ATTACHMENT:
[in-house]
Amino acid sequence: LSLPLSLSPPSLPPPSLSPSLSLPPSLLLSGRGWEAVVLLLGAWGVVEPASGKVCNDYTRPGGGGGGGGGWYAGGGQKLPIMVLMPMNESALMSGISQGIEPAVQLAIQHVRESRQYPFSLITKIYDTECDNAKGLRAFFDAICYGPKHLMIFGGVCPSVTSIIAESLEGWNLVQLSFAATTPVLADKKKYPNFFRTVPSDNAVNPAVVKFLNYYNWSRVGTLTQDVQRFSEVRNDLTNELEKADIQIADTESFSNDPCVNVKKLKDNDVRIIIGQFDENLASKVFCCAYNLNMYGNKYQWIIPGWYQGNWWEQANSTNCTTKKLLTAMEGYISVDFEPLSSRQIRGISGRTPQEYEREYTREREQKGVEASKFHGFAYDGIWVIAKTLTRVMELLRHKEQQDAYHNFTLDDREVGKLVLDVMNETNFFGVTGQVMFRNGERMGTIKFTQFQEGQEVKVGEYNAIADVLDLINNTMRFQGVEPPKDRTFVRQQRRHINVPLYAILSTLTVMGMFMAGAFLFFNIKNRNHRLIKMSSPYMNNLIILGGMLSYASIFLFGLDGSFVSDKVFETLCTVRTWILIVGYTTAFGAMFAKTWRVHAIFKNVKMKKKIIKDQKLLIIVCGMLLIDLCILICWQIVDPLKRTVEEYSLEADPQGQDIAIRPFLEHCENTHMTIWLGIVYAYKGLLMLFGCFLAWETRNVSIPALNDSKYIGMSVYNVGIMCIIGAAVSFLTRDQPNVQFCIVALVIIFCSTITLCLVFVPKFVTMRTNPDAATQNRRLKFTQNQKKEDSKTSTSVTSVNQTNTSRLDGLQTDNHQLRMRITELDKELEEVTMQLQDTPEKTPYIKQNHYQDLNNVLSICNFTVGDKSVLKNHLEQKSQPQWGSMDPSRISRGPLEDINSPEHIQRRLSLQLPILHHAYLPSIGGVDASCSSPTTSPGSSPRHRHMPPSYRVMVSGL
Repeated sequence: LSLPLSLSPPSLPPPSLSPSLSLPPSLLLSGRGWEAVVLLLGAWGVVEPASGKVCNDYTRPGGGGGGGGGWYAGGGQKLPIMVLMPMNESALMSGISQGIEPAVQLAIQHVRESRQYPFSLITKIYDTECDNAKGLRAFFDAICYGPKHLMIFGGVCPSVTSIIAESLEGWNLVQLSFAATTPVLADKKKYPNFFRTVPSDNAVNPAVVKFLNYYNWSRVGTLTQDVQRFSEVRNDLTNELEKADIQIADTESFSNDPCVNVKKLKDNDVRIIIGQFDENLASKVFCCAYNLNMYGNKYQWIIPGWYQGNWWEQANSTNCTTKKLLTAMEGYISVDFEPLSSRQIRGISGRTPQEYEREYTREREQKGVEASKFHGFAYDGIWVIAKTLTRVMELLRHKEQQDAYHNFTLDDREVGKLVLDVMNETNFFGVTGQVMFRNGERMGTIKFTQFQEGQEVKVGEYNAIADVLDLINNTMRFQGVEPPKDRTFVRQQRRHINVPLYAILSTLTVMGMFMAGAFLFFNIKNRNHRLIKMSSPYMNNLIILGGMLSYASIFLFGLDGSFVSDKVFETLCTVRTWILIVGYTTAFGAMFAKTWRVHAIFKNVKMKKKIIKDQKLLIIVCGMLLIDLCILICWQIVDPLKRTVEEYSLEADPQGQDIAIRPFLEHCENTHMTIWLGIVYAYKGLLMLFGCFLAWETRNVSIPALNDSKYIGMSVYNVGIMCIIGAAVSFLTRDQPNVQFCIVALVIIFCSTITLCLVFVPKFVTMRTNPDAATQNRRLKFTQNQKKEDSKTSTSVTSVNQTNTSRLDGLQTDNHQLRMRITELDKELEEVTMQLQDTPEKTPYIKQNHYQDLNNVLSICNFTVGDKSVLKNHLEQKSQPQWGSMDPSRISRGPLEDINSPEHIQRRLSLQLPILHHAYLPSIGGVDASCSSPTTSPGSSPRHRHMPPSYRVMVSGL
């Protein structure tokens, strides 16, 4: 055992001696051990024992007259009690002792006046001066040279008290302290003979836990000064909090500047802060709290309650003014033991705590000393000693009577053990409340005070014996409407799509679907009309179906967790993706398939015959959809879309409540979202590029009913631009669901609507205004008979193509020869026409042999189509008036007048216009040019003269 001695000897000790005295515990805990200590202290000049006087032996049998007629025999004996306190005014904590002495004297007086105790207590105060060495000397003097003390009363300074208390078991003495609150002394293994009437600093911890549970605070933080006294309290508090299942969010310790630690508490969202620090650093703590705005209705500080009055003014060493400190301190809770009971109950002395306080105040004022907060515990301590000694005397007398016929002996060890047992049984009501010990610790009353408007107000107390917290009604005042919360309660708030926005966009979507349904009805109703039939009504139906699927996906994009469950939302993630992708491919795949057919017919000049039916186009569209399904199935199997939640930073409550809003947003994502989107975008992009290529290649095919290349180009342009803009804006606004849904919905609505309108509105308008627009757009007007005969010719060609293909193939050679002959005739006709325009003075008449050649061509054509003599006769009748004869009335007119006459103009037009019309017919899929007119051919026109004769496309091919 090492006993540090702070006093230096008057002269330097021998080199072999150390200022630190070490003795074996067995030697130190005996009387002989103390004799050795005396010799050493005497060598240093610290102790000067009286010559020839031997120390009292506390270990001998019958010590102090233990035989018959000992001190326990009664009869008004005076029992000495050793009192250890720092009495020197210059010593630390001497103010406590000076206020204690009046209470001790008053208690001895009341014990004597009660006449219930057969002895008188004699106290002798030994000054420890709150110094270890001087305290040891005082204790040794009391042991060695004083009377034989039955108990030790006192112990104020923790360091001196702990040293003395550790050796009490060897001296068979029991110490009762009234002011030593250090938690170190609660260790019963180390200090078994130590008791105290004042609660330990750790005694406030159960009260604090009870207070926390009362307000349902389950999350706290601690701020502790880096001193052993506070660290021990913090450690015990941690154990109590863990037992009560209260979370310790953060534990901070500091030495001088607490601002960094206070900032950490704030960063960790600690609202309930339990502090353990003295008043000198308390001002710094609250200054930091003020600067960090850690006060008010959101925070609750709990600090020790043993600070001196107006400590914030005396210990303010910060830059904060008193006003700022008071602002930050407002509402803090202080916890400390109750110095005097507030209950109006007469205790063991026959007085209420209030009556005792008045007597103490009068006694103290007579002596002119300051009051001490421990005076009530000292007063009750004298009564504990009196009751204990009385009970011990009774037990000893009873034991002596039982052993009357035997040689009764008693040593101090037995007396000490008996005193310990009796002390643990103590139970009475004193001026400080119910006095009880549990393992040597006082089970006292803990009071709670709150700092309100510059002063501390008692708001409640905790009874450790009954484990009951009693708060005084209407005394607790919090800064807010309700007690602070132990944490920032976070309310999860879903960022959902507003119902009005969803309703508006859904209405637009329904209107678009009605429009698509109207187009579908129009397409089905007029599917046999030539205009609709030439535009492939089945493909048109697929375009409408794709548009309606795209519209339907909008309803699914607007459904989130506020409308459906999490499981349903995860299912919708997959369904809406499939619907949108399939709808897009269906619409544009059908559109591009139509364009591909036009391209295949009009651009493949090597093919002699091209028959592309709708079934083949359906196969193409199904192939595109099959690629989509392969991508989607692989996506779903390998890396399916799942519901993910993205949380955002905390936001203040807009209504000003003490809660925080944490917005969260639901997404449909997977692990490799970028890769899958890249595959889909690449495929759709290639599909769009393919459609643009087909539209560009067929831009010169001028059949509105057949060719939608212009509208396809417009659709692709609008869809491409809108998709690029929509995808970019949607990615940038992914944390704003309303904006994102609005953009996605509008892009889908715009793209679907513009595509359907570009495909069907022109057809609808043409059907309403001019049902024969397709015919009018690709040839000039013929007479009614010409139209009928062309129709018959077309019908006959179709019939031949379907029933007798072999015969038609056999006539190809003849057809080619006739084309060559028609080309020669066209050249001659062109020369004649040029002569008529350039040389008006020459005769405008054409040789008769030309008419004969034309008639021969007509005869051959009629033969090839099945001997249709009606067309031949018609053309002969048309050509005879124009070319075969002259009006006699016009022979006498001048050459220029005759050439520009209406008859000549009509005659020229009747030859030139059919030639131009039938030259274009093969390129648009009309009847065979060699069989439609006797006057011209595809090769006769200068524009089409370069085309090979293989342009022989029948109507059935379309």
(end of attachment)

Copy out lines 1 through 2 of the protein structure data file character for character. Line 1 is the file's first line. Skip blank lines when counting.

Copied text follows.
[in-house]
Amino acid sequence: LSLPLSLSPPSLPPPSLSPSLSLPPSLLLSGRGWEAVVLLLGAWGVVEPASGKVCNDYTRPGGGGGGGGGWYAGGGQKLPIMVLMPMNESALMSGISQGIEPAVQLAIQHVRESRQYPFSLITKIYDTECDNAKGLRAFFDAICYGPKHLMIFGGVCPSVTSIIAESLEGWNLVQLSFAATTPVLADKKKYPNFFRTVPSDNAVNPAVVKFLNYYNWSRVGTLTQDVQRFSEVRNDLTNELEKADIQIADTESFSNDPCVNVKKLKDNDVRIIIGQFDENLASKVFCCAYNLNMYGNKYQWIIPGWYQGNWWEQANSTNCTTKKLLTAMEGYISVDFEPLSSRQIRGISGRTPQEYEREYTREREQKGVEASKFHGFAYDGIWVIAKTLTRVMELLRHKEQQDAYHNFTLDDREVGKLVLDVMNETNFFGVTGQVMFRNGERMGTIKFTQFQEGQEVKVGEYNAIADVLDLINNTMRFQGVEPPKDRTFVRQQRRHINVPLYAILSTLTVMGMFMAGAFLFFNIKNRNHRLIKMSSPYMNNLIILGGMLSYASIFLFGLDGSFVSDKVFETLCTVRTWILIVGYTTAFGAMFAKTWRVHAIFKNVKMKKKIIKDQKLLIIVCGMLLIDLCILICWQIVDPLKRTVEEYSLEADPQGQDIAIRPFLEHCENTHMTIWLGIVYAYKGLLMLFGCFLAWETRNVSIPALNDSKYIGMSVYNVGIMCIIGAAVSFLTRDQPNVQFCIVALVIIFCSTITLCLVFVPKFVTMRTNPDAATQNRRLKFTQNQKKEDSKTSTSVTSVNQTNTSRLDGLQTDNHQLRMRITELDKELEEVTMQLQDTPEKTPYIKQNHYQDLNNVLSICNFTVGDKSVLKNHLEQKSQPQWGSMDPSRISRGPLEDINSPEHIQRRLSLQLPILHHAYLPSIGGVDASCSSPTTSPGSSPRHRHMPPSYRVMVSGL